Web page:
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Esteban Ocon saddened by criticism but ready for F1 Canadian GP

Esteban Ocon insisted he would race at the Canadian Grand Prix but revealed he was saddened by the "hurtful and damaging" reaction to his collision with Pierre Gasly at Monaco.

Alpine driver Ocon, 27, will face a five-place grid penalty in Montreal after being deemed at fault for a crash with his team-mate Gasly that saw both Alpines forced out of last Sunday's race on the opening lap.

Alpine team principal Bruno Famin took a dim view of the incident and said there would be "consequences", but that will apparently not include Ocon — who is in the final year of his contract — losing his drive in Canada.

In a lengthy post on social media, Ocon wrote: "Much has been said in the aftermath of the Monaco Grand Prix. While I have received many messages of support, I have been deeply saddened by the amount of abuse and negativity that I have received online regarding my character, my driving, and my career.

"Thanks to the hard work, support, and sacrifices of many people, I've raced in over 140 Grands Prix so far since my debut in 2016. I have always been a tough competitor, and, like most drivers, I've had my share of incidents…

"Of course, I have made honest mistakes. We are not robots; we are athletes pushing ourselves to the limit every day to achieve our dreams of winning races. F1 is a sport where emotions run high, and passions run deep.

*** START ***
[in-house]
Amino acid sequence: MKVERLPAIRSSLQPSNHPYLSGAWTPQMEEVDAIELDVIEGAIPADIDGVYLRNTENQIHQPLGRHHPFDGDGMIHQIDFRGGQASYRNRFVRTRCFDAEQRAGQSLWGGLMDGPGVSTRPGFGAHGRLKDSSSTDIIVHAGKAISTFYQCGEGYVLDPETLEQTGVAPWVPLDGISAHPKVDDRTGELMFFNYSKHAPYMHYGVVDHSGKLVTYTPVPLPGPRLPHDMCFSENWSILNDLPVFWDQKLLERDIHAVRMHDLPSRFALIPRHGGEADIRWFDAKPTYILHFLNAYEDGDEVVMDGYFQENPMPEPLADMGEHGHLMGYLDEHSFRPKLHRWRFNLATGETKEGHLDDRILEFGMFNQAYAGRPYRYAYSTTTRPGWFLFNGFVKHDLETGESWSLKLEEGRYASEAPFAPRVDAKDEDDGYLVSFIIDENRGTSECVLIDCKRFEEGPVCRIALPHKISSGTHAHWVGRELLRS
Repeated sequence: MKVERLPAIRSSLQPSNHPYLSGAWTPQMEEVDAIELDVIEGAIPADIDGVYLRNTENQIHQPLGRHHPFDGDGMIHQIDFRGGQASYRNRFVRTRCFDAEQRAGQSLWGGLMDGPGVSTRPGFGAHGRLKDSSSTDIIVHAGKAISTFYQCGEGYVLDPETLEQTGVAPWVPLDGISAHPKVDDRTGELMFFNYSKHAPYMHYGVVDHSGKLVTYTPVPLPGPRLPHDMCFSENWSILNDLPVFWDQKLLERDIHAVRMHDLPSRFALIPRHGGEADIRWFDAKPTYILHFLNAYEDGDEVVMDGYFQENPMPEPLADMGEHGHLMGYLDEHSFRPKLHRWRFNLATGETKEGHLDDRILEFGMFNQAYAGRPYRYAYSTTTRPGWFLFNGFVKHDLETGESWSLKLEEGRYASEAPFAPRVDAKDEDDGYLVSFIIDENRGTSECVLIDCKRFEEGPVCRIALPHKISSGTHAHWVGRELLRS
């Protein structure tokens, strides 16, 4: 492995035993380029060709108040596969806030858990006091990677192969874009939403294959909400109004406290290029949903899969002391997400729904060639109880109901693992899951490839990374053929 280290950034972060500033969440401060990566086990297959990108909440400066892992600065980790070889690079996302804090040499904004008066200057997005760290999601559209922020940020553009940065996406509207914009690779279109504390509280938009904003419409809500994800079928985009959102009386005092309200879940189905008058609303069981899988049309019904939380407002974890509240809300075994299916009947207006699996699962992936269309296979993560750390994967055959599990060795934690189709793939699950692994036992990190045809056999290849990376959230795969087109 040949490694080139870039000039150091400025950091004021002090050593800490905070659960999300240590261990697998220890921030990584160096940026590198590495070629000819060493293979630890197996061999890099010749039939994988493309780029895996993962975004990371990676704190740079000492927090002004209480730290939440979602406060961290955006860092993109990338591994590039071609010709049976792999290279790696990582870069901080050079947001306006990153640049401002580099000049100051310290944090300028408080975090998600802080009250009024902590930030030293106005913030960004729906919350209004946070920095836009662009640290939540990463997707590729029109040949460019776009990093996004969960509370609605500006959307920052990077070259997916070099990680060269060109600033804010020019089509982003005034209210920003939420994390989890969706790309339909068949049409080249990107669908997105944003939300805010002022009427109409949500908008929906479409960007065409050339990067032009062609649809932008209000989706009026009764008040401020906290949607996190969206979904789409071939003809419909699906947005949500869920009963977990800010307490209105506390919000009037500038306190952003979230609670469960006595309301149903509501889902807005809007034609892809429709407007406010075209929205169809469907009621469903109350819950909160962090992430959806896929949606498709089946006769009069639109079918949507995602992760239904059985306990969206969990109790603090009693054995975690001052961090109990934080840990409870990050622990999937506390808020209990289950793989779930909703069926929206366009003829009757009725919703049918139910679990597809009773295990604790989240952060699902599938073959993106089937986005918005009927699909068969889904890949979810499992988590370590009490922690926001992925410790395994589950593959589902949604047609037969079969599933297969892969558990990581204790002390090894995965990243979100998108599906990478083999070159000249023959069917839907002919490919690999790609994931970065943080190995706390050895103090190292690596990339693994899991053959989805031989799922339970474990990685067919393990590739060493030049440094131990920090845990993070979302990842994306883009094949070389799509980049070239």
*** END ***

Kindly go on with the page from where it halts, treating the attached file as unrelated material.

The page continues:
"I see and feel this every weekend at the track and on social media… the good and the bad. But the misinformed statements and gross distortions that I have seen online in recent days about my ability to work with a team have been inaccurate, hurtful, and damaging."

Ocon, 27, said Formula One is a "team sport first and foremost" and said he had "always followed the instructions I have been given and raced to achieve the maximum for and with my team".

"I took responsibility for the incident on lap 1 last Sunday and, despite my DNF, I am glad the team added a point to the tally in what has been a difficult start to the season for all of us," he added.

"I respect Pierre as a team-mate and as a competitor. We have always worked collaboratively and professionally inside the team, and this will continue to be the case.

"There is no reward without risk in Formula 1 — and race starts are intense, even more so in Monaco where the opening lap can dictate your finishing result.

"In the end, we are all competitors and hard, fair racing throughout the field is what makes our sport so great and the main reason why I love this sport so much.

"I'm looking forward to competing in Montreal, in front of the fantastic Canadian fans, and to the exciting opportunities the future holds."

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